Many of us have never been taught how to tackle the ‘grass is greener’ temptation, or how to reduce an infatuation (I will blog about this when I get a chance) and give it a breath of reality.  Hence, we actually have to experience the infatuation, and then get threatened with the loss of what we weren’t appreciating, in order to regain our perspective.  you might think that this is very ‘stupid’, however, it is the way that many of us work.

So, are there obvious signs that your partner’s infatuation with being with someone else has been well and truly broken?  Can you now see that they had problems with taking responsibility for their lives and the bits that they didn’t like about it?  This often translates to thinking that it is the partner’s fault that they are in a job that they don’t like, or having to do boring jobs around the house.  Basically, they will blame everyone else and feel victimised for their ‘tough’ lives!  So have they gotten over it?  Do they now appreciate their lives more, and realise that no one else is making them do anything?

A Willingness To Wait For Trust To Be Rebuilt

The person who was unfaithful needs to have a reality check about how long it will take for their partner to rebuild their trust levels, plus the price that they will probably have to pay.  There will be instances when their partner will become insecure and need additional support.  Plus there maybe times when the infidelity will be thrown into their faces in arguments.  I recommend that their partner attempts to get assistance to work through their issues, so that this doesn’t go on for the rest of their lives, however it would be unreasonable to expect it to never happen.

However, there is another side to the story of trust.  We may trust our partners implicitly, but many of us have no idea of the amount of temptation out there, because it might just not be in our value or belief systems to consider getting involved in a relationship with someone else’s partner.  You don’t have to be Tiger Woods or John Terry to be attractive to another woman.  I’m going to write another blog as soon as I get a chance on the different reasons why the ‘other woman’ gets involved, but in the meantime, here is a little reality check; trusting your partner is fine and it avoids suffocating them.  However there is a fine line between ‘trusting’ and ‘taking for granted’.  Plus there is a fine line between reasonable and unreasonable expectations.  For example, put me in a room of chocolate for a day and you won’t be able to trust me not to eat some.  I’d probably be able to last 30 minutes, but not much longer!  I’m one of those people who need serious closeness with someone before I can get jiggy, so I’d be very trustworthy on a night out alone.  However, goodness knows what I would do if Hugh Jackman told me I was sexy and started stalking me!  Maybe it’s just a typical Leo’s reaction to protecting her family, but I wouldn’t be putting my husband into temptations way purposely.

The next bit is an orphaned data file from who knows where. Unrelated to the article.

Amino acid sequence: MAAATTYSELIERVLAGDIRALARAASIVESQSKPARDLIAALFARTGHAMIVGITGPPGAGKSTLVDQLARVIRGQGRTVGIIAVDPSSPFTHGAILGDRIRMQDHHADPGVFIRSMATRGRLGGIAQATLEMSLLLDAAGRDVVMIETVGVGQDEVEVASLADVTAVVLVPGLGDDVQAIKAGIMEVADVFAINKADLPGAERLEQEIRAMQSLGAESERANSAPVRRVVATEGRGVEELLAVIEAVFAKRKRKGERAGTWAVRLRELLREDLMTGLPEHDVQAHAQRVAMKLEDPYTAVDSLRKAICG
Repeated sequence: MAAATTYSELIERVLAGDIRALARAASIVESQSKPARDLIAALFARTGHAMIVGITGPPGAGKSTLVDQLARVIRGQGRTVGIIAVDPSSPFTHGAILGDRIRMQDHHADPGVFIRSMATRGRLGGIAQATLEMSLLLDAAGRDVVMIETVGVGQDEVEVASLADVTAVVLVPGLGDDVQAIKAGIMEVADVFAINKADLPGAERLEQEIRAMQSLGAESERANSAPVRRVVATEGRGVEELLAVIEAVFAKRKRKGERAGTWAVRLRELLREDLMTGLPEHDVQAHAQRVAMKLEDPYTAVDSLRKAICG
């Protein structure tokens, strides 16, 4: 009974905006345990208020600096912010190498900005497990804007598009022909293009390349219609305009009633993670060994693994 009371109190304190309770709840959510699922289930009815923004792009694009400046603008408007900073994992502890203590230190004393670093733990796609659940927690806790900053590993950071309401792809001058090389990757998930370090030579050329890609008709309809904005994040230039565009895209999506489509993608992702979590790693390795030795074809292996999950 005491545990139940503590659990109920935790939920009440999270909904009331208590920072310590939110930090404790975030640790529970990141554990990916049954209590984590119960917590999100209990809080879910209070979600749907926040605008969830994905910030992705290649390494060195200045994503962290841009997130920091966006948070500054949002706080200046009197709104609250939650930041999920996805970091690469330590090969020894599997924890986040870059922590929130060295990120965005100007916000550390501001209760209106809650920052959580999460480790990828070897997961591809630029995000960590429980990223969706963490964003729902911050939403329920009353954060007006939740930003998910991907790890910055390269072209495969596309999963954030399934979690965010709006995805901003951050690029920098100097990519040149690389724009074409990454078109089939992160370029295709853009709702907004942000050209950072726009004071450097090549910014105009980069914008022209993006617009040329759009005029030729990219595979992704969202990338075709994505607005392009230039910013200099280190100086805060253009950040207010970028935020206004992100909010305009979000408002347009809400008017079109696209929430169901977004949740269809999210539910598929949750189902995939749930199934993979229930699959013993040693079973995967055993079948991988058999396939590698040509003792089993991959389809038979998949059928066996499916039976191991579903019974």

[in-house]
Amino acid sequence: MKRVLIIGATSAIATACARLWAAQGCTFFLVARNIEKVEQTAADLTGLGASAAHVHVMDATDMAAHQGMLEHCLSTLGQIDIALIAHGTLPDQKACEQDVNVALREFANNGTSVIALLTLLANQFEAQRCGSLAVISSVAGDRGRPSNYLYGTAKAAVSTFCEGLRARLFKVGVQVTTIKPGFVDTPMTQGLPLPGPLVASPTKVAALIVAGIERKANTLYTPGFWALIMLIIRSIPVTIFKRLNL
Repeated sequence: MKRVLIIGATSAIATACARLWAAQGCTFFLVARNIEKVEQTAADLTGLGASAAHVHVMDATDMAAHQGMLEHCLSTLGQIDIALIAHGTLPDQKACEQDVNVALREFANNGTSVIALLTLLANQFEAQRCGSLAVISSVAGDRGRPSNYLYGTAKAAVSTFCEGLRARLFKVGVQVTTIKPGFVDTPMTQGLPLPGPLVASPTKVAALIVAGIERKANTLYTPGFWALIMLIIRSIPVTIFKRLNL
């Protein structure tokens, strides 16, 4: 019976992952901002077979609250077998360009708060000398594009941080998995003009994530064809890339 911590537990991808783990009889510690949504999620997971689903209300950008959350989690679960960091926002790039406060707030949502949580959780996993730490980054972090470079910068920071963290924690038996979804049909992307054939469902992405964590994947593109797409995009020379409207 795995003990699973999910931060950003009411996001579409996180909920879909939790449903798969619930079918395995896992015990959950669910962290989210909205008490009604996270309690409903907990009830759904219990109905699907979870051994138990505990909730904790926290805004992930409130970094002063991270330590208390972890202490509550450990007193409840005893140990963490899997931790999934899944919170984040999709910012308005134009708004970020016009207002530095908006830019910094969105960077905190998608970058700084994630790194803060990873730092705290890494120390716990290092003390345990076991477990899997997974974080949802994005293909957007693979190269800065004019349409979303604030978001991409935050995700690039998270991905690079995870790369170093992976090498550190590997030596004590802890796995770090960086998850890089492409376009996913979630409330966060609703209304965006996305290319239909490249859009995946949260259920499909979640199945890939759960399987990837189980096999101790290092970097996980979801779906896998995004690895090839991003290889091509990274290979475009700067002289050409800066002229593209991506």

How Long Can You Wait?

There is also another perspective.  How long can you wait, until they become trustworthy, and what kind of trustworthy are you looking for?  Have you got to know them so well, that you know that in their current job or at their current age, they are very unlikely to be able to resist temptation?  However, you know that you can trust them to love you, and wish to remain with you forever?  If you can manage to separate out the two sides to your partner, and maintain your confidence levels, then possibly it is worth considering waiting.  A great example of this is Sharon Osbourne, who is obviously loved deeply by Ozzy, and he is now definitely faithful, but she did have to wait a while!  Potentially, depending on who you are, and what kind of life you would love to have, it might be worth playing the waiting game.  A controversial thought I know, but if you would love to stay and are sure that you can count on their commitment to you (if not sexual faithfulness), then don’t cut off your nose to spite your face just because society says you should.

Note: Affairs are obviously a controversial and painful subject and this is just a quick blog post.  I recommend that if you are interested, you take some time to read my other posts, and subscribe to this blog, so that you know when I have written more.

Why Do Affairs Hurt Some People More Than Others?

We all assume that affairs hurt everyone, in exactly the same way, but in fact they don’t and it is NOT because one person loved their partner more than the other person did.  I remember when I lived in Lincolnshire there was a sudden flurry of partner’s being discovered to be unfaithful, followed by divorces.  I watched as some of the wives were so heart broken that their lives fell apart, whereas others seemed to have an ability to quickly find a new rythmn for their life.